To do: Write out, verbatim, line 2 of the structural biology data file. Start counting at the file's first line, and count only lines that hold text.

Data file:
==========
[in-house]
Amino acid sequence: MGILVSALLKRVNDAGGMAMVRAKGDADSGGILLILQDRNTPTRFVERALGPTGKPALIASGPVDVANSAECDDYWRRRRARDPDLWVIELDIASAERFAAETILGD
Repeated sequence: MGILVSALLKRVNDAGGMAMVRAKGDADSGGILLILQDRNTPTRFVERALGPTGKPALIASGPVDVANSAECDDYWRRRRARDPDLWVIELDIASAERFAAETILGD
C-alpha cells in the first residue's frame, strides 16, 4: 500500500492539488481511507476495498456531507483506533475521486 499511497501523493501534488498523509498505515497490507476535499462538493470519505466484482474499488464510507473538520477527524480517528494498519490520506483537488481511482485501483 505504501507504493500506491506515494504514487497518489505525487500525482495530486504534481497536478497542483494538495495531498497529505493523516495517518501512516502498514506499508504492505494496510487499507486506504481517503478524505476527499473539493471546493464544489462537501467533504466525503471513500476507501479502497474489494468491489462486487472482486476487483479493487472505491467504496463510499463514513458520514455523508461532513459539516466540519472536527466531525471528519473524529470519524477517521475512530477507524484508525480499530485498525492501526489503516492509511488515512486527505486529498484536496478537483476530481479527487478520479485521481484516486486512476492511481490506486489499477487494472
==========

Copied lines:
Amino acid sequence: MGILVSALLKRVNDAGGMAMVRAKGDADSGGILLILQDRNTPTRFVERALGPTGKPALIASGPVDVANSAECDDYWRRRRARDPDLWVIELDIASAERFAAETILGD